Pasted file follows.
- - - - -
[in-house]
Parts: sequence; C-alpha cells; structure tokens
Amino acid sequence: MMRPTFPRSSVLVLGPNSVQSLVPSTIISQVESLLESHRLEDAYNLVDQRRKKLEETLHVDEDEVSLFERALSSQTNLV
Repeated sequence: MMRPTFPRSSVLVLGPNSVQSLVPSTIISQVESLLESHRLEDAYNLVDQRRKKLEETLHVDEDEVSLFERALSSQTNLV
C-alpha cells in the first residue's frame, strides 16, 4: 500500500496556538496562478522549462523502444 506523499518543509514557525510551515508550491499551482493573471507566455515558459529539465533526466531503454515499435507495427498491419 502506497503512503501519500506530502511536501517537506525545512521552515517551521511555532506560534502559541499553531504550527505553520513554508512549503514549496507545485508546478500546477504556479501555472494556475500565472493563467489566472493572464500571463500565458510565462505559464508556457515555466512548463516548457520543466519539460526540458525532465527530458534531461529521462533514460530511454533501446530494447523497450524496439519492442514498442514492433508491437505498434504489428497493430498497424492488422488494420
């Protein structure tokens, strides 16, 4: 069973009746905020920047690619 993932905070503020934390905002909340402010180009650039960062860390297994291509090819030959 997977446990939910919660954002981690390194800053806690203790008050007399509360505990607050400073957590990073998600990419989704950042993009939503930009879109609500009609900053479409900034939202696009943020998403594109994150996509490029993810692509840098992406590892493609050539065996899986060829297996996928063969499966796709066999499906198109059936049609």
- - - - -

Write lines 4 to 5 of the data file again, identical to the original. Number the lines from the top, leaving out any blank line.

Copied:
Repeated sequence: MMRPTFPRSSVLVLGPNSVQSLVPSTIISQVESLLESHRLEDAYNLVDQRRKKLEETLHVDEDEVSLFERALSSQTNLV
C-alpha cells in the first residue's frame, strides 16, 4: 500500500496556538496562478522549462523502444 506523499518543509514557525510551515508550491499551482493573471507566455515558459529539465533526466531503454515499435507495427498491419 502506497503512503501519500506530502511536501517537506525545512521552515517551521511555532506560534502559541499553531504550527505553520513554508512549503514549496507545485508546478500546477504556479501555472494556475500565472493563467489566472493572464500571463500565458510565462505559464508556457515555466512548463516548457520543466519539460526540458525532465527530458534531461529521462533514460530511454533501446530494447523497450524496439519492442514498442514492433508491437505498434504489428497493430498497424492488422488494420